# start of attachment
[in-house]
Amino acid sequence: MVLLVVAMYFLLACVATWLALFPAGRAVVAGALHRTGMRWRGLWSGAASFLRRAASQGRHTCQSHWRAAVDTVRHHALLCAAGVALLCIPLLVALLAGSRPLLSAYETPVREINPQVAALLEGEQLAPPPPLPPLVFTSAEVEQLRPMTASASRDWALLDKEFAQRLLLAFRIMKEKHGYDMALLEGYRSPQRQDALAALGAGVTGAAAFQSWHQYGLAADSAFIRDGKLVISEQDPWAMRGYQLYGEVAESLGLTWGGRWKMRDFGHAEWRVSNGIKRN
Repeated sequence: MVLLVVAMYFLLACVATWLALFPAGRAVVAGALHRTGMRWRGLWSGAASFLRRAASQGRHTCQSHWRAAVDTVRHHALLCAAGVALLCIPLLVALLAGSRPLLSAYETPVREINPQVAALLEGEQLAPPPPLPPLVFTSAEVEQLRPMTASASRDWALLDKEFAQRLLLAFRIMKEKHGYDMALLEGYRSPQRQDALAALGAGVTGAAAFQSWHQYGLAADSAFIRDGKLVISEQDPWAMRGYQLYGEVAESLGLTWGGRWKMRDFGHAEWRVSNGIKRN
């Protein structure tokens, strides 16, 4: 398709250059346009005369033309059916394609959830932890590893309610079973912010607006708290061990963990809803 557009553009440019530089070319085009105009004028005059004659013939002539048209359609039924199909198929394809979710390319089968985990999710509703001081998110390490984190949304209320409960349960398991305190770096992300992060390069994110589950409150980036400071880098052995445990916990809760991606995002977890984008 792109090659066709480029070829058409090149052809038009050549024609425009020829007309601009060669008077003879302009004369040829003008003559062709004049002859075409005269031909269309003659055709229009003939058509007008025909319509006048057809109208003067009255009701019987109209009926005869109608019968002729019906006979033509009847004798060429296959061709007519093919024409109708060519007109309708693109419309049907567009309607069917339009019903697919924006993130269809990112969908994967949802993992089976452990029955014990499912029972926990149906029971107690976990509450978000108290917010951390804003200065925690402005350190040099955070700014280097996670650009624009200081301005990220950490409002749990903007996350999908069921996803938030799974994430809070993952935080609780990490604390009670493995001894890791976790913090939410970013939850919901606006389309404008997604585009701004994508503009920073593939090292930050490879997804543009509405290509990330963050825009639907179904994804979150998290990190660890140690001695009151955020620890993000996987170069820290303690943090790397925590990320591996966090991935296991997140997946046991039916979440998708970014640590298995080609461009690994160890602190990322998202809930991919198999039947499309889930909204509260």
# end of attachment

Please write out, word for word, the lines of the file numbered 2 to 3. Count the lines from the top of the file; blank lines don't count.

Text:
Amino acid sequence: MVLLVVAMYFLLACVATWLALFPAGRAVVAGALHRTGMRWRGLWSGAASFLRRAASQGRHTCQSHWRAAVDTVRHHALLCAAGVALLCIPLLVALLAGSRPLLSAYETPVREINPQVAALLEGEQLAPPPPLPPLVFTSAEVEQLRPMTASASRDWALLDKEFAQRLLLAFRIMKEKHGYDMALLEGYRSPQRQDALAALGAGVTGAAAFQSWHQYGLAADSAFIRDGKLVISEQDPWAMRGYQLYGEVAESLGLTWGGRWKMRDFGHAEWRVSNGIKRN
Repeated sequence: MVLLVVAMYFLLACVATWLALFPAGRAVVAGALHRTGMRWRGLWSGAASFLRRAASQGRHTCQSHWRAAVDTVRHHALLCAAGVALLCIPLLVALLAGSRPLLSAYETPVREINPQVAALLEGEQLAPPPPLPPLVFTSAEVEQLRPMTASASRDWALLDKEFAQRLLLAFRIMKEKHGYDMALLEGYRSPQRQDALAALGAGVTGAAAFQSWHQYGLAADSAFIRDGKLVISEQDPWAMRGYQLYGEVAESLGLTWGGRWKMRDFGHAEWRVSNGIKRN